The Shih Tzu dog breed’s history has been highly debated. What is known is that the breed was revered during the Tang and Ming dynasties in China, and breedings were carefully planned. The breed was solely a companion dog; it was never a hunter or a guardian.
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The head is round and broad, the eyes are large and very dark, and the ears are large and dropped. The body is compact and sturdy, with a tail carried in a curve over the back. The undercoat is soft, and the outer coat is long and flowing. All colors are permitted. There is only one size and no such thing as an imperial or tea cup; those are simply ploys to sell dogs. This breed’s coat requires time and effort to keep it looking good. Show dogs may have hair that reaches and drags on the ground, but most pet owners keep the hair trimmed. Daily brushing and combing is needed, even if the hair is trimmed, because the coat can easily tangle and mat.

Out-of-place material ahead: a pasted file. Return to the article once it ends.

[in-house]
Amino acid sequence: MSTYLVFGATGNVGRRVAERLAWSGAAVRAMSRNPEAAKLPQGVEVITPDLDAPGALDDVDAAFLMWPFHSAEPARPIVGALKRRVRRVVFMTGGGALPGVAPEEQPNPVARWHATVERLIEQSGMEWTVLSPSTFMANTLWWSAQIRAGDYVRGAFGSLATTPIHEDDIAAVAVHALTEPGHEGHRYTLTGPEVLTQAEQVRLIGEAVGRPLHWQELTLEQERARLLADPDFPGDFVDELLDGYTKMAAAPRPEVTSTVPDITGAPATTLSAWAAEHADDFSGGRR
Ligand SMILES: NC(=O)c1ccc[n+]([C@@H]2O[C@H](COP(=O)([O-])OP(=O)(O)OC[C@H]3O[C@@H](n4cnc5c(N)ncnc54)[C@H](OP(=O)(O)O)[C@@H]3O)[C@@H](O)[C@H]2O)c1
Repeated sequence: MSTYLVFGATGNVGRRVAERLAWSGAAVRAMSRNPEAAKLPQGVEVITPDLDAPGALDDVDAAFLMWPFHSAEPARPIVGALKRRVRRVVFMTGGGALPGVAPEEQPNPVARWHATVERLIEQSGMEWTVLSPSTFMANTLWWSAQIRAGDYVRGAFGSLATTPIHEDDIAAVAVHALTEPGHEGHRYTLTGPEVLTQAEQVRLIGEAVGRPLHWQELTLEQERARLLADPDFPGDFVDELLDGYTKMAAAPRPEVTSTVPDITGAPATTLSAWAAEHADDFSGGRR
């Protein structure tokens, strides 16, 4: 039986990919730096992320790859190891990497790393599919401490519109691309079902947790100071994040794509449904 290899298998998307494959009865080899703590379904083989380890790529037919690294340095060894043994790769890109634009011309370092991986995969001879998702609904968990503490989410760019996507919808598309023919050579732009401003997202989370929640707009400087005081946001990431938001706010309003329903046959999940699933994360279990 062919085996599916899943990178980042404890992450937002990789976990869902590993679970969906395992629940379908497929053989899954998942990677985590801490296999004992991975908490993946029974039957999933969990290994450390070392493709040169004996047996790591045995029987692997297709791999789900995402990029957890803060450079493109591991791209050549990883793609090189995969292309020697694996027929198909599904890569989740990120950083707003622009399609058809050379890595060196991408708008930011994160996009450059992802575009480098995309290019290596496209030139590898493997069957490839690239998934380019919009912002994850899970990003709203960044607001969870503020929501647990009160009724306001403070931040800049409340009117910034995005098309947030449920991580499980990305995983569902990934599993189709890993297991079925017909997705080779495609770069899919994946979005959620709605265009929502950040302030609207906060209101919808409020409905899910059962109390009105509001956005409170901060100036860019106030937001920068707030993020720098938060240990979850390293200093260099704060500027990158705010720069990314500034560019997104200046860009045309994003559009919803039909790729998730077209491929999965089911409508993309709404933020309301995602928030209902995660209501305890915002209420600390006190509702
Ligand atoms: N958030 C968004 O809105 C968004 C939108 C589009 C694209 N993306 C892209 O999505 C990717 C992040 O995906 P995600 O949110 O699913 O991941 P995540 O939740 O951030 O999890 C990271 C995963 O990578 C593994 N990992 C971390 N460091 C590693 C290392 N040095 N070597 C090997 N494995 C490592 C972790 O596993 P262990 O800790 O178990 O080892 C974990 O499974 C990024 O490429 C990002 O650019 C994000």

The Shih Tzu is a happy, playful breed. They will enjoy daily walks and a play session or two during the day but are not high-energy dogs. Although not demanding of exercise, daily exercise is important, as this breed can become fat with too many snacks and not enough exercise. Housetraining Shih Tzu can sometimes be a challenge. Owners should be patient, follow a schedule, and supervise the puppy. Although training is not as important with this breed as with so many others, Shih Tzu do thrive in a training program that is fun.
Shih Tzu are also easily spoiled, so training can help prevent bad behaviors. This breed was bred to be a companion, plain and simple. These dogs love people and are friendly and affectionate. The breed is also great with children, as long as the kids are not too rough. They are fine with other dogs and with smaller pets. Health concerns include allergies and eye and kidney problems.